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Helping grantmakers improve the health of all people BULLETIN NEW GRANTS & PROGRAMS CareFirst BlueCross BlueShield (Owings Mills, MD) awarded a $50,000 grant to the Independent College Fund of Maryland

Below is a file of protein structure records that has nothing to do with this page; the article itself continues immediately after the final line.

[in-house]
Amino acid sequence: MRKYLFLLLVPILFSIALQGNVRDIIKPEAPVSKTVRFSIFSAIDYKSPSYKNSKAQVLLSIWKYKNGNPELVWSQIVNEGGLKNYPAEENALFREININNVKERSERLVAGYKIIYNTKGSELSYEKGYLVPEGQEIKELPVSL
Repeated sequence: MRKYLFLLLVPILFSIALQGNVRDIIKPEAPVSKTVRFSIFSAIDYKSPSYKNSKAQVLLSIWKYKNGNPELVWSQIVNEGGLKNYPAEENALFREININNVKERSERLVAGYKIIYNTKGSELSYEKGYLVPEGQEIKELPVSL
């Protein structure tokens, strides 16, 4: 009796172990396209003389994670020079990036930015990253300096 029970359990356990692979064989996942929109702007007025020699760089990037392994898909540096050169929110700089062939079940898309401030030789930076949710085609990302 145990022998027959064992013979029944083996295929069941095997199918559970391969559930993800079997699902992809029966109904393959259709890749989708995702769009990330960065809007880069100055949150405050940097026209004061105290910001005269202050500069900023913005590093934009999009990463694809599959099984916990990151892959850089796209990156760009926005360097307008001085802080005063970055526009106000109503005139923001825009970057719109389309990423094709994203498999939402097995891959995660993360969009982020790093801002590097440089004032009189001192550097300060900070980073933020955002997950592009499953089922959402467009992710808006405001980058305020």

Helping grantmakers improve the health of all people BULLETIN NEW GRANTS & PROGRAMS CareFirst BlueCross BlueShield (Owings Mills, MD) awarded a $50,000 grant to the Independent College Fund of Maryland (I-Fund) (Baltimore) as part of a regional initiative aimed at increasing college graduation among students with a financial need who are majoring in the health and life science fields. As the presenting partner in the program, CareFirst will continue leading efforts toward encouraging more Maryland students to choose a career in the fields of health care, life sciences, and health management. The program will provide a minimum scholarship of $5,000 to multiple students on the I-Fund s 10 campuses. Students will have opportunities for summer internships in government or private industry. In addition, the program will implement workshops and seminars to enrich the students knowledge of the industry and to enhance their capabilities in the business world. For more information, visit The Colorado Trust (Denver) announced grants to 14 organizations to increase Coloradans understanding of health care issues and their support for improved health coverage and a more effective, cost-efficient health care system. With $7.6 million in support from the trust, and an additional $2 million from The Colorado Health Foundation (Denver), these grants will support communications, advocacy, and leadership activities over three years. Efforts will focus on state and local issues, as well as on what specific provisions of federal health reform will mean to Coloradans health coverage and care. Among the grantees are: Colorado Center for Nursing Excellence (Denver); Colorado Public News (Denver); Colorado Public Health Center (Denver), in partnership with ClinicNet (Denver) and Colorado Coalition for the Medically Underserved (Denver); and Regional Institute for Health and Environmental Leadership (Denver), in partnership with the Colorado Medical Society (Denver). Contact: Scott Downes, , Desert Healthcare District (Palm Springs, CA) approved a $200,000 grant to Desert Cancer Foundation (Palm Desert, CA) to support the Comprehensive Patient Assistance Project. This one-year program will help offset cancer-related medical costs and provide matching funds for participant pledges and donations raised at the organization s annual walk, which took place last month. Funding will be allocated for direct patient services, which include insurance premiums, prescription medications, outpatient services for uninsured clients, and inpatient hospital costs. A portion of the funding, $50,000, will serve as a community challenge grant that will provide funds for screening and diagnostic services at no cost to low-income, uninsured residents through the Suzanne Jackson Breast Cancer Fund (Palm Desert, CA). For more information, visit The Ethel & James Flinn Foundation (Detroit, MI) awarded $1.9 million to support Michigan-based NOVEMBER 15, 2010 GIHnews SAVE THE DATE: GIH ANNUAL MEETING, MARCH 2-4 Join us for the 2011 GIH Annual Meeting on Health Philanthropy Creating a Healthier Future for Our Kids, Families, and Communities on March 2-4 in Los Angeles. The meeting is an occasion to explore and learn about timely subjects in health philanthropy and the work of the field, and to network with colleagues. Meeting sessions and site visits will cover a wide range of topics, including health promotion, community partnerships, health care reform, advocacy, and behavioral health--to name just a few. There is something for everyone! Be on the lookout over the next couple of weeks for the meeting brochure and registration information. Visit for the latest Issue Focus and Views from the Field articles. GIH Funding Partner 2 G R A N T M A K E R S I N H E A L T H programs that address mental health for state residents. Among the grantees are: Henry Ford Health System (Detroit) $175,000 to integrate mental health services into seven school-based health centers within Detroit public schools that serve over 5,000 students; Oakland Primary Health Services (Pontiac) $150,000 to integrate mental health services into the Pontiac clinic currently serving 2,700 children, adolescents, and adults; Washtenaw Community Health Organization (Ypsilanti) $150,000 to integrate mental health services into a network of community-based agencies that serve homeless and high-risk youth, as well as their families; and Detroit Central City Community Mental Health $35,000 to implement a program that utilizes peers as mentors to individuals with serious mental illness who have involvement with the criminal justice system. Contact: Andrea Cole, The Harvest Foundation (Martinsville, VA) awarded a $1.1 million grant to the Martinsville Henry County Coalition for Health and Wellness (VA). This funding will help expand the Med Assist program and provide medical services for an increasing number of uninsured, unemployed adults through a free clinic and the Bassett Family Practice (VA). Funds will also support the Healthy Community Initiative, which focuses on embedding healthy lifestyle programs into the community. Contact: Nancy Cox, , Illinois Children s Healthcare Foundation (Oak Brook) announced its investment of more than $2.4 million in 12 programs throughout the state of Illinois designed to increase access to oral health care by establishing new services or expanding services. This funding will add 50 dental operatories, increase the oral health workforce by over 20 professionals, and support an estimated 20,000 children s visits in the first full year. Among the grantees are: Asian Human Services Family Health Center (Chicago) $400,000; Lawndale Christian Health Center (Chicago) $400,000; Southern Illinois Healthcare Foundation (Sauget) $400,000; Community Health Improvement Center (Decatur) $320,500; and Chicago Family Health Center $276,000. Contact: Tammy Lemke, , Osteopathic Heritage Foundation (Columbus, OH) and the Osteopathic Heritage Foundation of Nelsonville (Columbus, OH) approved grants totaling $506,079 to organizations serving 14 counties in support of the foundations Rural Homeless Initiative for Southeast and Central Ohio, a multiyear, multiphase initiative designed to prevent and reduce homelessness through capacity building and support of innovative and effective programs. The 11 grants will go to local housing coalitions for direct services, continued capacity building efforts, and sustainability plans. The coalition grantees include: Washington and Morgan Counties $100,000 to develop the no wrong door model of strengthened, coordinated services to single-parent families who are at risk of homelessness, may have experienced episodes of domestic violence, and are unemployed or underemployed; and Jackson and Meigs Counties $50,000 to continue the transportation program to sustain housing through increased access to medical, social service, and other programs and enhance stakeholder participation. Contact: Terri Donlin Huesman, , Phoenixville Community Health Foundation (PA) awarded nearly $650,000 to 28 local organizations that address health concerns for area residents. Among the grantees are: The Clinic $170,000, with an additional $30,000 matching grant, for general operating support; Maternal and Child Health Consortium $20,000 to support the Health Insurance Enrollment Initiative and $20,000 for the Phoenixville Healthy Start program; Camphill Village Kimberton Hills $12,000 for the medical component of the Aging in Community program; Bryn Mawr Rehab Hospital Foundation $4,000 for the Cruzin not Boozin program; and Freedom Valley YMCA $3,000 for the purchase of aquatic safety equipment. Contact: Louis Beccaria, John Rex Endowment (Raleigh, NC) awarded grants totaling $812,280 to four Raleigh-based organizations to support efforts to create a more comprehensive and better integrated mental health system for children and youth in Wake County, North Carolina. The Salvation Army of Wake County received $436,831 for Project CATCH (Community Action Targeting Children who are Homeless) to implement a system of care for homeless families with children and youth residing in Wake County homeless service programs. WakeMed Health & Hospitals was awarded $266,737 for the Pediatric Integrated Care Initiative to reduce the impact of cultural, language, or other barriers that contribute to disparities in mental health outcomes. Governor s Institute on Alcohol and Substance Abuse will use a $93,712 grant to facilitate Best Practice Adoption for Wake County Youth, which will involve conducting a needs assessment and developing a plan for needed evidencebased behavioral health services, as well as a training plan for behavioral health providers in the specialty mental health setting and in primary care practices. Contact: McAllister Myhra, Sierra Health Foundation (Sacramento, CA) awarded $500,000 to 26 organizations that serve residents in northern California. Among the grantees are: Congregations Building Community (Modesto) $25,000 to educate and raise awareness of health care reform benefits and implementation by training a team of 100 volunteer community leaders from underserved areas in Stanislaus County; Shasta County Health and Human Services (Redding) $25,000 to improve the health and quality of life of Latino residents in the community of Cottonwood through education and partnerships to encourage action on issues that affect their neighborhood; California Rural Legal Assistance Foundation (Sacramento) $20,000 to enable elderly disabled farmworker immigrants in rural communities to access publicly funded health care N O V E M B E R 1 5, through comprehensive naturalization education and assistance resulting in citizenship; and dramaworks (Quincy) $10,000 to improve health outcomes of teens and raise awareness of health issues that affect them through youthdeveloped, peer-to-peer teen health and prevention education performances for middle and high school students, as well as community members. Contact: Katy Pasini, , ext. 3304, United Hospital Fund (New York, NY) announced six grants totaling $518,000 to improve health care services in New York City. Calvary Hospital will receive $50,000 to test an enhanced home care model that incorporates palliative care services not currently available to home care patients approaching the end of life. A $50,000 grant to Urban Institute (Washington, DC) will help provide an updated profile of health insurance coverage in New York State and help inform policy choices for the implementation of health reform. Steven and Alexandra Cohen Children s Medical Center of New York, North Shore-Long Island Jewish Health System was awarded $48,000 to establish a task force that will develop recommendations to improve the transition of young adults with chronic diseases from pediatric to adult medicine. A $20,000 grant to New York City AIDS Fund will support an AIDS grantmaking collaborative in New York City. Contact: Bob deluna, , VNA Foundation (Chicago, IL) awarded $482,053 in grants to 13 local organizations that address health issues affecting Chicago area residents. Among the grantees are: Circle Family Healthcare Network $60,000 for the MHT Program Initiative to provide health care services in homeless shelters, recuperative centers, and other places frequented by those who are homeless; The Night Ministry $55,000 to support the Outreach and Health Ministry Program s mobile health outreach bus, staffed by qualified outreach professionals and nurse practitioners, which travels to six different Chicago neighborhoods six nights a week; Planned Parenthood of Illinois (PPIL) $47,500 for the advanced nurse at PPIL s Roseland Health Center to support the salary and benefits of a part-time advanced practice nurse who will provide sexually transmitted infection testing, treatment, and educational/counseling services, as well as family planning services, to low-income clients; Centro de Salud Esperanza $45,000 to fund nursing services at a community health center serving the predominantly Mexican-American communities of Chicago s southwest side; and The Children s Clinic $25,000 to provide primary medical care, preventive and restorative dental care, and social service support to children on Chicago s west side and in the western suburbs. For more information, visit Jesse Parker Williams Foundation, Inc. (Atlanta, GA) awarded grants of more than $1.3 million to 15 organizations and institutions across Georgia. Among the grantees are: Community Advanced Practice Nurses, Inc. (Atlanta) to provide health services for homeless women and children; Families First (Atlanta) to provide mental health counseling services for women and children; Fuqua Center for Late-Life Depression (Atlanta) to support on-site psychiatric services to seniors residing in low-income retirement communities; Grant Park Clinic (Atlanta) to support the clinic s prenatal care and women s primary care programs; Jewish Family & Career Services (Atlanta) to support the Ben Massell Dental Clinic, including general operating support, as well as funding for the clinic s Mental Health Initiative; and Presbyterian Village (Austell) for long-term care quality initiatives at the Health Services Center. For more information, visit the foundation s Web site at and select Grant Recipients from the left column. SURVEYS, STUDIES & PUBLICATIONS Blue Cross and Blue Shield of Minnesota Foundation (Eagan) released Community Health Workers in Minnesota: Bridging Barriers, Expanding Access, Improving Health, which highlights the accomplishments of a collaborative effort to improve the health of underserved populations through the training and use of community health workers (CHWs). These improvements include the development of a formal training curriculum offered by the state s community college system so that more people are trained and qualified to help; passage of legislation authorizing medical assistance payment for specific services provided by trained and supervised CHWs; documented cost savings; and the development of action steps that education, health, government, business, and nonprofit organizations can take to help increase the use of CHWs, based on lessons learned in the first decade. Contact: Pamela Lux, California HealthCare Foundation (Oakland) released a new almanac report, California s Health Care Safety Net: Facts and Figures. According to the report, 3 out of 10 Californians were in the safety net population, which includes Californians living in households with incomes below 300 percent of the federal poverty level and either uninsured or enrolled in a public program. Of these individuals, 37 percent were uninsured, 53 percent were enrolled in Medi-Cal, and 10 percent were enrolled in Healthy Families or another public program. The report also indicates that public and private nonprofit hospitals make up the largest percentage of safety net providers, providing 70 percent of inpatient and 82 percent of outpatient Medi-Cal hospital care, as well as 73 percent of inpatient and 96 percent of outpatient county indigent hospital care. Further, safety net providers rely heavily on Medi-Cal funding, with 73 percent of community clinic net revenue being paid by the program and 63 percent for public hospitals. In general, the safety net patient population receives less in the way of health care services than the nonsafety net population and is more likely to lack a usual source of care, to delay needed care, and to be hospitalized for an avoidable cause. The full report is 4 G R A N T M A K E R S I N H E A L T H available on the publications section of the foundation s Web site, The Commonwealth Fund (New York, NY) has published the results of its latest Commonwealth Fund/Modern Healthcare Health Care Opinion Leaders Survey. The findings show support for changing the current method of negotiating health care payments, which involves health insurers engaging with health care providers to set payment rates and adopting a system whereby a government authority would set the rates, or an all-payer system of jointly negotiating rates for all payers. Opinion leaders also voiced broad support for creating a standard method of rewarding quality and efficiency across private insurers and public payers. Leaders who responded to the survey also support moving toward a salaried system as the primary method for paying doctors, with 89 percent indicating support for salaried physician practice with rewards for quality. The vast majority of health care opinion leaders agreed that the country must move away from the current fee-forservice payment system; however, there were diverse opinions about the best payment approaches to replace it. Accountable care organizations with either risk-adjusted capitation (63 percent) or shared savings arrangements (55 percent) were among the supported strategies. A synopsis of the survey results is available on the publications section of the fund s Web site, Contact: Bethanne Fox, , The Health Trust (Campbell, CA) released a new report that addresses access to healthy foods for residents of Santa Clara County s low-income neighborhoods. Healthy Food Resource Assessment for Santa Clara County examines access to specific healthy food resources: farmers markets, communitysupported agriculture, community gardens, and school gardens. Surveys and maps were used to identify areas with less access to healthy food resources, considering such factors as location, service, affordability, and policy. The report reveals many low-income neighborhoods lack ready access to these sources of fresh, local food, and only 17 percent of the county s low-income households live within walking distance of a healthy food resource. These same areas have a higher concentration of unhealthy food outlets such as fast food and convenience stores. It also highlights where communities could improve access to healthy food resources through public policy change or additional resources. Contact: Aimee Reedy, W.K. Kellogg Foundation (Battle Creek, MI), Rasmuson Foundation (Anchorage, AK), and the Bethel Community Services Foundation (AK) funded a study that measured the competence and safety of dental therapy practices in Alaska. The program evaluation assessed the work of dental therapists in five communities, as well as the experience of hundreds of patients and how these dental therapists performed on hundreds of procedures. Findings indicate that dental therapists practicing in Alaska are technically competent to perform procedures within their scope of work and are doing so safely and appropriately. The two-year, intensive evaluation is the first independent evaluation of its scale to assess care provided by dental therapists practicing in the United States. Results are consistent with studies in other countries showing that dental therapists provide safe care for underserved populations. The study results may have implications in addressing the nation s shortage of dentists and the lack of affordable dental care that disproportionately affects lowincome communities and communities of color. The report is available on-line at Paso del Norte Health Foundation (El Paso, TX) announced the publication of two articles. The research article An Evaluation of Mi Familia No Fuma: Family Cohesion and Impact on Secondhand Smoking was recently published in the American Journal of Health Education. The purpose of the study was to evaluate one permutation of the Mi Familia No Fuma program and its resulting outputs or proximal client outcomes. Also published was the peer reviewed article, Youth Tobacco Control in El Paso, Texas in the Texas Association for Health, Physical Education, Recreation and Dance Journal. The purpose of the study was to obtain a more accurate estimate of youth smoking in order to plan for the expansion of youth tobacco control programming